Making wise decisions can be difficult! One of our jobs as parents is to help our children make wise decisions. We also ought to model for them how to make wise decisions. Have you ever considered how to teach them to make wise decisions? Wisdom has been defined as the right use of knowledge or the ability to discern and come to right judgements. The Bible says that a wise person, regardless of age, is one who fears the Lord (Prov 9:10). The Bible also says a wise person is one who obeys the Lord (Deut 4:5-6). Lastly, the Bible says that a wise person is humble (Prov 11:2).
So, we see, a wise person is one who in humility obeys and fears the Lord. But how does that work itself out in the life of a student (or adult) who has a choice to make and who wants to honor the Lord? The Bible shows us that there is a way for a person to consistently make wise choices that honor the Lord and edify other believers around them.
With each choice presented to us, a student (or anyone for that matter) must first take it to the Word and see what the Bible says about the choice. Does the Bible expressly forbid or allow this? If it doesn’t speak directly to the topic, then we will need to infer some general principals from God’s Word to help us. Phil 4:8 says that we should think about (and by extension watch, listen to, and participate in) anything that is honorable, just, pure, lovely, commendable, excellent, or worthy of praise. So, if what you want to do fits within that, then you’ve met your first green light!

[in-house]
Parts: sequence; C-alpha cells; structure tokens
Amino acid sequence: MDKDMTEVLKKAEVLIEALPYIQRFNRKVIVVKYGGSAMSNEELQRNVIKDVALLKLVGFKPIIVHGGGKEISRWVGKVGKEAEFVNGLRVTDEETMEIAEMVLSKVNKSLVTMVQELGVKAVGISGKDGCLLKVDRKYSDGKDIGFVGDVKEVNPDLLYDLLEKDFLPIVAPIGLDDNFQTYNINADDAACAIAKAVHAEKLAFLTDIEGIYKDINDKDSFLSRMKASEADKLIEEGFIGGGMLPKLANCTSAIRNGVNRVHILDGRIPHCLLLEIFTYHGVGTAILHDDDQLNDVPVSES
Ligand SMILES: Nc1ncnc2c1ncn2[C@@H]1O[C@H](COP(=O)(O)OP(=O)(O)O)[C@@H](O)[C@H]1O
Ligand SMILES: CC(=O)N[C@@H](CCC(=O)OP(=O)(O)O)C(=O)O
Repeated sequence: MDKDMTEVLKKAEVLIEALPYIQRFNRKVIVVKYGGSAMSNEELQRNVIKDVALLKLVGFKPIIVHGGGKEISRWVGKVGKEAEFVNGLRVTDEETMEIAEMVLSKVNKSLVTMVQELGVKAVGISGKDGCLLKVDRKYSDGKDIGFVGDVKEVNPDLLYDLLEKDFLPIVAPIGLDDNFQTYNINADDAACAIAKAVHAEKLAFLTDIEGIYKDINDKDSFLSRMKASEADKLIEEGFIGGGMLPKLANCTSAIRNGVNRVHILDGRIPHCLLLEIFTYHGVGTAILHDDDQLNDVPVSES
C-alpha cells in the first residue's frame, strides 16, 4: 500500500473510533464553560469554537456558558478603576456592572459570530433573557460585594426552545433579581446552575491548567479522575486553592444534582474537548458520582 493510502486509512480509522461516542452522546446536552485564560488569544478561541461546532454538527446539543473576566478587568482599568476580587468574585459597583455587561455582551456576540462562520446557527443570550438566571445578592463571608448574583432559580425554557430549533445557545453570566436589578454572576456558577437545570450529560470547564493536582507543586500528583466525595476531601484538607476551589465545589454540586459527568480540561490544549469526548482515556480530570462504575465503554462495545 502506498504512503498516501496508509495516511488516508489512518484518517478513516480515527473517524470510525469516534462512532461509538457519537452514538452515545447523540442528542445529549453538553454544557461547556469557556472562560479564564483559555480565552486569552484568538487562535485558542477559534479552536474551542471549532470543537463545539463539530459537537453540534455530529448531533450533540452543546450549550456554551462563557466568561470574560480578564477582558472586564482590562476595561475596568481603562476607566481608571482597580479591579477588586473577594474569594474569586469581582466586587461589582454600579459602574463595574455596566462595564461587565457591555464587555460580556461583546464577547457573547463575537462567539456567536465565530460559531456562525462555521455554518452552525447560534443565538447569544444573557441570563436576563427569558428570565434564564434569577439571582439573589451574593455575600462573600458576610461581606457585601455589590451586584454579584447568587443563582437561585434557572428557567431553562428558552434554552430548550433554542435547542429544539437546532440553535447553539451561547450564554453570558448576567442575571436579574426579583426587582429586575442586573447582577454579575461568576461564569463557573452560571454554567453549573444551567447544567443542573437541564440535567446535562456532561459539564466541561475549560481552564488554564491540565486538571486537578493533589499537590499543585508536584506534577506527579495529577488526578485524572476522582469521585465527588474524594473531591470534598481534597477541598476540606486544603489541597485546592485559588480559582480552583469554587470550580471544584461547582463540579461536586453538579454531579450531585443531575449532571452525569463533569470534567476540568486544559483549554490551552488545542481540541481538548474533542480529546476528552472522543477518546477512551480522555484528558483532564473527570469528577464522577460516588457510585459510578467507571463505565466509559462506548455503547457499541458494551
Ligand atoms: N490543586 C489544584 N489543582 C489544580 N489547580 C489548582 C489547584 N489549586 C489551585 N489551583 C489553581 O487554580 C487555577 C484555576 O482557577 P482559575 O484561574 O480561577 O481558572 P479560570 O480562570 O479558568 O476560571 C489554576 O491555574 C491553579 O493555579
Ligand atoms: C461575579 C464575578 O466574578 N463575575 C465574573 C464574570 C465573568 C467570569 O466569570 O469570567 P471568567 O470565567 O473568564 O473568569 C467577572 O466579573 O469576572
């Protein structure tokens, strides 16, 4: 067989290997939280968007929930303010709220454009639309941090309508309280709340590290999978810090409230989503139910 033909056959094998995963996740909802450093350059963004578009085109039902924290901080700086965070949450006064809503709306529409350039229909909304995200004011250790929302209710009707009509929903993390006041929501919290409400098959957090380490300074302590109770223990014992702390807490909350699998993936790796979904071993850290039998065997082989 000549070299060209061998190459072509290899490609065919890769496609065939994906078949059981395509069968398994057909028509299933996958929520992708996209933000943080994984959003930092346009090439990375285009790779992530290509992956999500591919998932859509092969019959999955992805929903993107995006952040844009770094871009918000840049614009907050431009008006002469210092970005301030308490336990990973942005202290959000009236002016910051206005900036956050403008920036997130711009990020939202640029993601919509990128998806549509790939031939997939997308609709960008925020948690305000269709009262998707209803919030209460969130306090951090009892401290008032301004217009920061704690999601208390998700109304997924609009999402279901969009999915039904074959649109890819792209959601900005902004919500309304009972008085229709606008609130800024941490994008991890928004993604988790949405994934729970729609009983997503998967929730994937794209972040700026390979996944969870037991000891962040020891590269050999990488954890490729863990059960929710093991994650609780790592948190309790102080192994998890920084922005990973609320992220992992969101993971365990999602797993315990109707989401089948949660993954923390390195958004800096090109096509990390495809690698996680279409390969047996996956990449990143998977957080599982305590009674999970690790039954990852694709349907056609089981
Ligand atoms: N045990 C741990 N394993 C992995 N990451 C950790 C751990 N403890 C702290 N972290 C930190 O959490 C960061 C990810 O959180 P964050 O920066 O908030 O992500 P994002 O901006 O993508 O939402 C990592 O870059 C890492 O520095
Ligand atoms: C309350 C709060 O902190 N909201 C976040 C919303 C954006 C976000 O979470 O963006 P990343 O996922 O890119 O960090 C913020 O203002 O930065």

Next, a wise student will take his choice to his parents to seek their counsel and wisdom. At times, a parent’s judgement may be more restrictive than God’s Word. Regardless, it is necessary that the student submit as God’s Word clearly says (Eph 6:1). Remember, parents, that we don’t want to needlessly frustrate our children (Col 3:21). At a minimum, as they get older, we should be willing to provide reasonable explanations for our decisions. If a student receives a green light from his parents too, then he should move on to the next step.
Once a student has checked the Word and with his parents, he needs next to listen to his conscience. He may have the freedom to do a thing from his parents and God’s Word, but it may make him feel guilty or bad. If that is the case, he shouldn’t do that thing. The Bible says that it is not wise nor prudent to violate your conscience (Acts 24:16). But, if your conscience is clear, move on to the next step.
The second to last step a wise student will take is to consider the conscience of other believers around him. Will his choice and his freedom cause a brother or sister to stumble and sin? If so, then the wise choice is self-denial (1 Cor 8:13). Don’t do it, whatever it may be. Part of wise, obedient, humble decision-making is denying ourselves as Jesus Himself did on His way to the cross (Matt 26:39) Lastly, but certainly not least, the wise student will pray and ask the Lord for wisdom because God gives freely without criticizing to all those who ask for wisdom (James 1:5).
Making wise decisions is often not the fun and easy choice. But, for the glory of God and the good of our brothers and sisters in the faith, we should always choose the wise choice. Parents, as we seek to model wise decision making lets make it a point to intentionally teach our children how to make such choices and ask God for the wisdom necessary to do so.